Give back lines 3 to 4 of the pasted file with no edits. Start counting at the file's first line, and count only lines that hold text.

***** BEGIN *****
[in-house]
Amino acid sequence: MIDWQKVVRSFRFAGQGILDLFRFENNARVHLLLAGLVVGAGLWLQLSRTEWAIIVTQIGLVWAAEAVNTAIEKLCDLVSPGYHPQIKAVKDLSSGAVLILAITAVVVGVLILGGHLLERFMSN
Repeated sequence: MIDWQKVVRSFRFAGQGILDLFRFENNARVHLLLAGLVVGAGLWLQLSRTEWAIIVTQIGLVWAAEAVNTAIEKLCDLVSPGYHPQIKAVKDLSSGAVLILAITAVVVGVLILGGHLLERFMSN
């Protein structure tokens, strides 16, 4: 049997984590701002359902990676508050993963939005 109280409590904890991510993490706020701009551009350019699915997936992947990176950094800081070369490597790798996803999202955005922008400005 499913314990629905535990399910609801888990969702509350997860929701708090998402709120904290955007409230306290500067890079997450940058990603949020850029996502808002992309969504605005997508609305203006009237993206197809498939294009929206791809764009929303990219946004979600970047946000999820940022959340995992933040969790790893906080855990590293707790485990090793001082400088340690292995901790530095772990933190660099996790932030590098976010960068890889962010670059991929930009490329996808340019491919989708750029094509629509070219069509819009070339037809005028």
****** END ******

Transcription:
Repeated sequence: MIDWQKVVRSFRFAGQGILDLFRFENNARVHLLLAGLVVGAGLWLQLSRTEWAIIVTQIGLVWAAEAVNTAIEKLCDLVSPGYHPQIKAVKDLSSGAVLILAITAVVVGVLILGGHLLERFMSN
């Protein structure tokens, strides 16, 4: 049997984590701002359902990676508050993963939005 109280409590904890991510993490706020701009551009350019699915997936992947990176950094800081070369490597790798996803999202955005922008400005 499913314990629905535990399910609801888990969702509350997860929701708090998402709120904290955007409230306290500067890079997450940058990603949020850029996502808002992309969504605005997508609305203006009237993206197809498939294009929206791809764009929303990219946004979600970047946000999820940022959340995992933040969790790893906080855990590293707790485990090793001082400088340690292995901790530095772990933190660099996790932030590098976010960068890889962010670059991929930009490329996808340019491919989708750029094509629509070219069509819009070339037809005028």